The countryside around Lari is pretty.

Along with the interesting story of the pasta and an excellent lunch it made for a great day out. Thank you to Raffaela and Stephen for the research and driving.

Posted by: Debra Kolkka | December 10, 2020

A night in San Gimignano

On my recent visit to San Gimignano (before the latest restrictions) I stayed the night. I stayed at Albergo  L’Antico Pozzo in Via S. Matteo, one of the main streets. The position was excellent and the hotel was lovely. In a small room beside the reception area is the old well the hotel is named for.

My room was airy and comfortable and had a great view over the street below.

After dropping my backpack off I set off for a walk around the edge of the town.

Later as I walked back through the town I spotted a Slow Food restaurant, Ristorante Dorando, with an enticing menu. I immediately phoned and made a reservation for later on.

I went for another stroll as the light began to fade. It is a beautiful time of the day.

I was the first to arrive at the restaurant.

Here is the menu.

I ordered for first course quail with stuffed onions.

Second was stuffed guinea fowl.

I didn’t really need dessert, but I suspected the ginger and apple tart would be excellent…and it was.

This was probably the best meal I have had in a restaurant in Italy this year. I considered staying another night so I could return to the restaurant and order the same things again.

San Gimignano looks wonderful at night.

The next morning I walked around the edge of town again.

I lined up for what is supposed to be the best gelato in Italy, for research purposes of course. It lived up to expectations.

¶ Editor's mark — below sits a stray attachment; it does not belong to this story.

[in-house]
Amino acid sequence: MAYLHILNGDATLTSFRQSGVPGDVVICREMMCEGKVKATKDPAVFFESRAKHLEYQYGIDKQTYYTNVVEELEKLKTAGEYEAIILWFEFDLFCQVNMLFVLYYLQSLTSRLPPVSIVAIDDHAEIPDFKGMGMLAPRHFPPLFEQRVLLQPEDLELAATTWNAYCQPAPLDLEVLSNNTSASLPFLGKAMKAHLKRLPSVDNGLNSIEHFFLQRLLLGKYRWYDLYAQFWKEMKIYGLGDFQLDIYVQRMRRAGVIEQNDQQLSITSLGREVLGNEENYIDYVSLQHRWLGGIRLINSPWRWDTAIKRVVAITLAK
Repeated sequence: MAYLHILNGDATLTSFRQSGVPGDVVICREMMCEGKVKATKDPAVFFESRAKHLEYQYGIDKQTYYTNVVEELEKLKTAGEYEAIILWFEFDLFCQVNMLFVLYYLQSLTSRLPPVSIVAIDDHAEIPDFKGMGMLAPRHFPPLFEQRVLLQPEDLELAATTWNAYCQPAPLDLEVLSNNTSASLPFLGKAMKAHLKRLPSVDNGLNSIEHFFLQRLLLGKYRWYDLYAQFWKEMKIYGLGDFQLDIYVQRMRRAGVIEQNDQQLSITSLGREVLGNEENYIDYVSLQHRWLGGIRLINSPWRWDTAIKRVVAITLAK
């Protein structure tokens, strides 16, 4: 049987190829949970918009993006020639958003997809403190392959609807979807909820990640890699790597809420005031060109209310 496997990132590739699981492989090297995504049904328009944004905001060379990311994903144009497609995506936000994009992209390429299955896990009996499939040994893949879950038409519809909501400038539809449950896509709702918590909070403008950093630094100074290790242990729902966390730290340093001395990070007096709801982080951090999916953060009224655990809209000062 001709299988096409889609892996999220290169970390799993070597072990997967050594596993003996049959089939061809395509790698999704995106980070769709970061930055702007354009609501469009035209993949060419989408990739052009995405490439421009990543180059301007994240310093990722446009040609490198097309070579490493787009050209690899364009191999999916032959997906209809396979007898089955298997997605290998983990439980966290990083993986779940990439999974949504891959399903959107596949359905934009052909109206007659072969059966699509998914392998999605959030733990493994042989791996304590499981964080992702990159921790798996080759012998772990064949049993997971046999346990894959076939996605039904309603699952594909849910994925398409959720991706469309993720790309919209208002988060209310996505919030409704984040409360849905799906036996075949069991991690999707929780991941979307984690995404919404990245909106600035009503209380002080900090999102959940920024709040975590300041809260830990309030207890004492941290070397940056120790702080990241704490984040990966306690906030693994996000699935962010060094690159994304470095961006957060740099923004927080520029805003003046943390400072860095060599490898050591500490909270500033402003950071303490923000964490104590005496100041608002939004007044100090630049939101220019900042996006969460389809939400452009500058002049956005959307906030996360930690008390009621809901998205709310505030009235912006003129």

I had a last look at the towers.

There are some lovely shops and galleries in San Gimignano and I explored quite a few of them.

I have been to San Gimignano many times and I find something new to like on every visit. I know people complain the town can be full of tourists, which can make it crowded and difficult, but if you go in the off season and stay at least one night I’m sure you will find it charming and delightful. Most visitors are day trippers and leave by around 5.00pm so you can enjoy space to wander…there is much to admire, especially if you take the time to go slowly.

This year has been quite different because of Covid restrictions. I feel lucky to be here and enjoy being able to see these beautiful towns when we have been able to travel within Italy.

Albergo L’Antico Pozzo

Ristorante Dorando

Posted by: Debra Kolkka | December 2, 2020

First snow at Casa Debbio

Snow was forecast for our area, but I woke up several times during the night to the sound of rain. At some point that rain turned to snow. I awoke again at 6.00am and opened the window to see snow on the ground. I had to wait a couple of hours for enough light to see it properly.

This was at about 7.30am.

A little later it looked like this from my bedroom window and from the terrace in front of the house.

The driveway.

I pulled on my waterproof boots and went for a walk around the garden to make the most of a rare snowy day.

There is no washing on the line today.

…the path above the house.

…and back.

…down the driveway, past the weeping cherry and on to the terrace below the house.

My terracotta heads are all wearing snowy hats.

…further down the driveway.

…back up to the house. There are 3 sets of footprints now.


The sun came out in bursts and mist swirled up the valley and gradually the snow melted.

From the kitchen window.

Later this afternoon the snow was almost gone.

I decided a few days ago that being at Casa Debbio is like living in a snow globe. The house is on the side of a mountain and is surrounded by mountains. The sky sits above like a dome. Today there was also snow. It was fun while it lasted.


Posted by: Debra Kolkka | December 1, 2020

Sensational San Gimignano